By shining a light on the contributions of social and behavioral science, we hope to present a fuller picture of this complex issue and share insights and expertise that can help move the conversation forward… hopefully to a safer future.
Thank you, social scientists, for all you do.
COSSA Executive Director
This week’s Why Social Science? post comes from Rebecca Cunningham, M.D., who writes about the role social scientists may play in reducing firearm injury through advising on policy changes and building an evidence base. The post is the first in a series spotlighting research on gun violence and firearm injury in the Why Social Science catalog. Read the post here.
Last month, the National Science Foundation (NSF) announced the appointment of Joan Sereno as the next Division Director for the Behavioral and Cognitive Sciences (BCS) within the Directorate for Social, Behavioral and Economic Sciences (SBE). Sereno, a psycholinguist who will be coming to NSF as a rotator, is co-director of the Phonetics and Psycholinguistics Laboratory at the University of Kansas and chair of KU’s linguistics department. As BCS lead, Sereno will oversee the division’s research programs in cognitive science, anthropology, geography, psychology, and linguistics, among others. She will start in her NSF post on August 29, succeeding Marc Sebrechts who led BCS since 2018.
On July 14, the National Science Foundation (NSF) will be hosting an interactive webinar discussing the 2022 iteration of the Science and Engineering Indicators, the congressionally mandated report released every two years with data on the health and strength of the U.S. science and engineering enterprise. The webinar will feature Principal Deputy Director for Policy at the White House Office of Science and Technology Policy (OSTP) Kei Koizumi, Vice Chair of the National Science Board Victor McCrary, and Director of the National Center for Science and Engineering Statistics (NCSES) Emilda B. Rivers as panelists and Director of Science, Technology, and Innovation Analysis at NCSES Amy Burke as moderator. The panel will discuss the data and resources that are publicly available in the report and how they can be best used to inform policy and decision making. Registration for the webinar is available here.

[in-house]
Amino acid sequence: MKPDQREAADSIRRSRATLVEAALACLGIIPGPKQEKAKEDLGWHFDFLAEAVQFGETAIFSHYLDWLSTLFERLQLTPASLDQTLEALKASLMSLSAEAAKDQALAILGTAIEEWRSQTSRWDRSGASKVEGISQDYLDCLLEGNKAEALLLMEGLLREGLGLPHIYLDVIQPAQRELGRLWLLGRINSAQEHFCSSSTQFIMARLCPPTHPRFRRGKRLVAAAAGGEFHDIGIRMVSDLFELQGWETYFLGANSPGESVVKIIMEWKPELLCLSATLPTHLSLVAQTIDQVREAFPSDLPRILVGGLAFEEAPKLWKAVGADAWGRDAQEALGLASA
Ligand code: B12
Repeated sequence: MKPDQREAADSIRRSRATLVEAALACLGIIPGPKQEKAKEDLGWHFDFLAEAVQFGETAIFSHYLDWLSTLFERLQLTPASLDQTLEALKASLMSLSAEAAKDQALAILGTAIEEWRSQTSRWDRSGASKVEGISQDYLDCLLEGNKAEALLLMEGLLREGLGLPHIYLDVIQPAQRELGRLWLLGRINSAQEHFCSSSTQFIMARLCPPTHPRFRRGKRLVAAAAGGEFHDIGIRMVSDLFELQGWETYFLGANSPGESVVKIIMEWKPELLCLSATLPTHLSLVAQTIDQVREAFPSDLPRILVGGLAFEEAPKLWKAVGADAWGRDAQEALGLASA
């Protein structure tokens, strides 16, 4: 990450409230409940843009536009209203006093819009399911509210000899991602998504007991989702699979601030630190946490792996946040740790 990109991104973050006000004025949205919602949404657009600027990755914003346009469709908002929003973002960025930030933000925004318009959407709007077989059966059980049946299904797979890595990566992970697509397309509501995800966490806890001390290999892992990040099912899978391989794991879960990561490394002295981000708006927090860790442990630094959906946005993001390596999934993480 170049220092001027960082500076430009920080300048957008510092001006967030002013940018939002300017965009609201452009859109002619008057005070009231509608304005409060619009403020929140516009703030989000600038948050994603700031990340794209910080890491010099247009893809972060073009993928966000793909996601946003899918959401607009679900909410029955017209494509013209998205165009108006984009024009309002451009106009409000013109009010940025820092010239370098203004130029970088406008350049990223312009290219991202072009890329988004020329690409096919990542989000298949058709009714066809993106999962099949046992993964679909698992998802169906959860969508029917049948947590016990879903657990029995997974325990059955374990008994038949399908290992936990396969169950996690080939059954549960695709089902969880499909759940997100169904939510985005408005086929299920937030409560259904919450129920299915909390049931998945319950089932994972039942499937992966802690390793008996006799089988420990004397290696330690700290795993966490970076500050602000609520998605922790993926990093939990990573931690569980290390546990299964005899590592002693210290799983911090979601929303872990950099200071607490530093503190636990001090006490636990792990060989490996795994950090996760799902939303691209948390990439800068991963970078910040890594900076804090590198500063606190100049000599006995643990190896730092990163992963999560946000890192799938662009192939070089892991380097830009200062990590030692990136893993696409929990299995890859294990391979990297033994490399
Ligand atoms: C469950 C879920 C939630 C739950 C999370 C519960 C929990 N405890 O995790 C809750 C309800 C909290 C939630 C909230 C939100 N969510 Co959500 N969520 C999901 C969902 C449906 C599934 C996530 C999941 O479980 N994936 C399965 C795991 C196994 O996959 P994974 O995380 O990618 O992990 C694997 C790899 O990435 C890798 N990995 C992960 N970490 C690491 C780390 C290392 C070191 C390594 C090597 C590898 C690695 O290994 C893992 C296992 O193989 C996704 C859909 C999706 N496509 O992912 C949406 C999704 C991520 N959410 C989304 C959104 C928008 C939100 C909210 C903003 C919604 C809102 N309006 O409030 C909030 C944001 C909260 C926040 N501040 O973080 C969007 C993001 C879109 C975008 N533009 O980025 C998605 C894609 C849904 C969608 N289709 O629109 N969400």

The Board on Science Education (BOSE) of the National Academies of Sciences, Engineering and Medicine (NASEM) is launching a consensus study that will examine misinformation about science, and is seeking nominations for committee members, reviewers, and participants. The ad-hoc committee will be compromised of approximately 12-14 members and will examine evidence to define and map the landscape of misinformation, examine the mechanisms and impacts of misinformation experienced by diverse communities, examine the effectiveness of existing interventions, and provide a roadmap to guide future research. BOSE is looking for volunteers who are experts in the fields of science communication, psychology, political science, health communication, history of science, ethics, network science, and science communication practitioners. The deadline for nominations is July 15, 2022, and nominations can be submitted here.
COSSA is excited to welcome San Diego State University as its newest member! A research university in San Diego, SDSU receives over $14 million annually in federal social and behavioral science funding. COSSA’s full membership list can be found here. Information on how to join is on the COSSA website.